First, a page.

»» South (includes the Brazilian pampas and part of the Atlantic Rainforest)

The South of Brazil is an area shaped by European immigration, particularly from Germany, Italy and Eastern Europe. Traditions from the Old Continent – and its languages – are still preserved in the culture of Southern Brazil. The South has among the highest levels of infrastructure, human development and economic diversity rates in Brazil. Towards the very south, in the state of Rio Grande do Sul, the highland plateaus sweep down to wide plains called the pampas, home to gaucho culture. The largest city in the region is Porto Alegre, the capital of Rio Grande do Sul.


»» Southeast (the Atlantic Rainforest and some of the semi-arid cerrado biome)

The Southeast is Brazil’s industrial heartland, most densely populated region and has the largest economy among Brazil’s regions, with a diversified production base that includes industrial manufacturing, agriculture and services. The state of São Paulo accounts for 33% of Brazil’s total GDP. The largest cities in the region are São Paulo (the largest city in the southern hemisphere and Latin America’s largest financial center), Rio de Janeiro (the host city for the 2016 Olympic Games)


People and Demographics

Brazil’s population includes a combination of people with indigenous, European, African and Asian roots, and their diverse origins are reflected in the national culture. Food, music, crafts, architecture and popular feasts create a mixture of cultural values that extend beyond the country’s borders.

Brazil’s biggest asset is the Brazilian people, made up of various cultures living in harmony.


Population Facts and Figures:

▸▸ Brazil is the 5th-largest country in the world by population.

▸▸ Demographic Dividend: Brazil’s population is highly concentrated in the working-age range

▸▸ 40 million Brazilians have entered the middle class since 2002

▸▸ 22 million Brazilians have been lifted out of extreme poverty since 2011

▸▸ Total population: 201.032.714 million (2010 Census)

▸▸ Population living in urban areas: 84% of total

▸▸ Language: Portuguese

▸▸ Population distribution per Region:

Southeast (42.1%), Northeast (27.8%), South (14.4%), North (8.3%) and Midwest (7.4%)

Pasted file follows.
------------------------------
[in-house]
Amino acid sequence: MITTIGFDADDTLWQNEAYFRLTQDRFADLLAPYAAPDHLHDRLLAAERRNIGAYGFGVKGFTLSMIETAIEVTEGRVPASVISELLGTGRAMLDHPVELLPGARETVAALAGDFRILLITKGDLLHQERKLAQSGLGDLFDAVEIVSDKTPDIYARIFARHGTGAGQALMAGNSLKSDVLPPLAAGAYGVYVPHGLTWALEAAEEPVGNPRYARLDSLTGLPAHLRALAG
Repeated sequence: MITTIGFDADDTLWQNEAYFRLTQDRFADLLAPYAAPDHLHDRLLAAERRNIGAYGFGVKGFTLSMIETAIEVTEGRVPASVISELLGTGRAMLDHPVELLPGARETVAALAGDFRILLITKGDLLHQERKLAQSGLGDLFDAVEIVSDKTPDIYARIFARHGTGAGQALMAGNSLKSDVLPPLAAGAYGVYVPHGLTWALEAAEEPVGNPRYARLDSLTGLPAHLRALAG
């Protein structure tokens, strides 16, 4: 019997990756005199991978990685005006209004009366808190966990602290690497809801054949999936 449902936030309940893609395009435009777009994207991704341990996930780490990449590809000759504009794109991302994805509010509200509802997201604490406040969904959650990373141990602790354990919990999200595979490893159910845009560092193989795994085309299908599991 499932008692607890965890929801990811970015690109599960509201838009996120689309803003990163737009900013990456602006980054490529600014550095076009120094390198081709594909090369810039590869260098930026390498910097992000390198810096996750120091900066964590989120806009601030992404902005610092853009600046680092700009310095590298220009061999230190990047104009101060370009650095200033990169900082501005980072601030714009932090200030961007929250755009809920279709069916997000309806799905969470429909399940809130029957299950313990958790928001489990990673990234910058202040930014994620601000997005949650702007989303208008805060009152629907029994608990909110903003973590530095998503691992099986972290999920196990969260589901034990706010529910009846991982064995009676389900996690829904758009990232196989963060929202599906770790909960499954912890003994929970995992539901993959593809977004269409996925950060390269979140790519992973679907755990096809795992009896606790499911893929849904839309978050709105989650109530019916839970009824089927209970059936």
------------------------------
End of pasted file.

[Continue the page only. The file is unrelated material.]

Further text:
▸▸ Ethnicity: white 48.2%, mixed ancestry 44.2%, black 6.9%, Asian 0.7%, indigenous peoples of Brazil 0.7%

▸▸ Religion: No State religion exists in Brazil; the Constitution guarantees freedom of belief and expression. Most of the population is Christian (64.6% Roman Catholic and 22.2% Protestant). 8% declares themselves to have no religion, while 2% are Spiritist.


According to IBGE’s last census in 2010, the major capital cities of Brazil, its states and respective population are:




Most of Brazil lies in a tropical climate zone, except for the South, which is situated in a temperate zone. In general terms, temperatures in the country tend to vary between highs of 30oC (86oF) and lows of 15oC (59oF), depending on the season.

As a southern hemisphere country, Brazil’s summer runs from November through February, and winter from June through September. Temperatures in the South and Southeast of the country can reach freezing during the southern hemisphere winter, particularly at higher elevations. The North, on the other hand, tends to remain hot and humid throughout the year. The Midwest of the country and the Northeast have essentially two seasons: a dry season (roughly June through September) and a rainy season (October through May). The country is relatively free from natural disasters, although heavy rainstorms have been known to cause occasional flooding and landslides in mountainous areas.



Brazil is the country with the highest biodiversity in the world, housing about 20 percent of all species on the planet.

There are six main biomes in Brazil. Almost the entire North Region is covered by the Amazon Rainforest. The central part of the country is tropical savannah and scrub called cerrado. The Northeast encompasses a dry outback called caatinga and also a large cerrado area. The Southeast coast and most of the South are covered by the Atlantic Rainforest. In addition, there are two smaller biomes: the Pantanal Wetlands near the border with Bolivia and the Pampas in the far south on the border with Argentina and Uruguay.